Routine maintenance conditions call for a lesser degree of concern and should not be pressed upon the seller. If the house is not new, it is unreasonable to insist upon correction of minor defects. Nit-picky demands can alienate the seller and kill the sale. Your willingness to accept minor problems may persuade a seller to correct conditions of greater importance.

Posted by Bill Siegel. Florida Home Inspection 305-490-2513 Miami home inspector



Seven Inspection Results That May Require a Specialist

Home inspectors have the expertise and knowledge of home building to make sure that a house is going to be safe and livable. They can provide you with important information that can have a major impact on a sale, but they’re not the only ones who may need to get involved in the process.

But even home inspectors have their limits. Some don’t have the qualifications to inspect certain aspects of the home, like the sewer drains and chimney, which is why home-buyers may want to call in a specialist to review trouble zones.

Often paying the up-front costs for a full inspection today, or before a home ins listed, can save future expenses and headaches further down the line.

roofRoofs:  The roof is one of the most expensive components of a house to repair or replace. Roof repairs are costly and can cause major problems. For homes that have shingle roofs, a home inspector will look for shingles that are cracked, loose, or curling. Inspectors will look for leaks, which they can spot if there are water stains on the back side of the fascia. On tile roofs the inspector will look for loose and cracked tiles. A good inspector will crawl as much of the attic as possible looking for stains and damaged sheathing and trusses / rafters. Also, the inspector will check for indications inside of leaks, which usually appear as stains on the ceiling.  In today’s world, you should hire an inspector that uses thermal imaging, as this can show wet areas that cannot be seen with the naked eye. A good inspector will be able to tell you the approximate, if not the replacement date, of a roof. This will help you in your decision, as all roof systems have a certain life expectancy. On a small house the cost to replace a roof can cost $6000.00. Larger homes can be upwards of $30,000.00. Shingle roofs will be less expensive than tile or metal roofs. We always recommend obtaining estimates prior to the close of the inspection period to have a full understanding of the costs involved.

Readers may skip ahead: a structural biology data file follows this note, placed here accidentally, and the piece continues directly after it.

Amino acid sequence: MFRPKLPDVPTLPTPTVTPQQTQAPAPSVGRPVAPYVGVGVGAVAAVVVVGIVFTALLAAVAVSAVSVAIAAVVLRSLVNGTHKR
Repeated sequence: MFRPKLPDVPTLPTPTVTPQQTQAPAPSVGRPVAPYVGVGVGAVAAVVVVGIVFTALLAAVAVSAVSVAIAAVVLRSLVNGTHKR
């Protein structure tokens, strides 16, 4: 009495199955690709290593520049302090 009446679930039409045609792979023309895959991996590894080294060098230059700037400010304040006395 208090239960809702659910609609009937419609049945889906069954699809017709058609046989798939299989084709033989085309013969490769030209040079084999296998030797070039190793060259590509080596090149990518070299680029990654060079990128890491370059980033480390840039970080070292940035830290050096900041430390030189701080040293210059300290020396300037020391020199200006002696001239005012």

air conditioningAir Conditioning & Heating:
With the new energy codes in effect, replacing and AC system can cost anywhere from $4000.00 to $8000.00+, depending on the size, SEER rating, and brand. It is important to know the age of the system, as most system have a life expectancy of 10-12 years. Once they reach this point, you have to make a decision on whether to try to repair a system or have it replace. Most home inspectors are not HVAC technicians. They do not carry gauges to test refrigerant pressure or leaks. Newer systems may have required that the liquid and gas lines be replaced. These are two things a licensed AC contractor can confirm.
chimneyChimneys: If the roof inspection reveals signs of damage around the chimney, a chimney specialist should give it a closer examination. This is done with the aid of a chimney inspection camera. Inspectors will also look at the exterior, interior, and accessible parts of the chimney, giving special attention to the strength of the chimney structure and the condition of the flue, The Chimney Safety Institute of America recommends a level II inspection on all homes that are sold.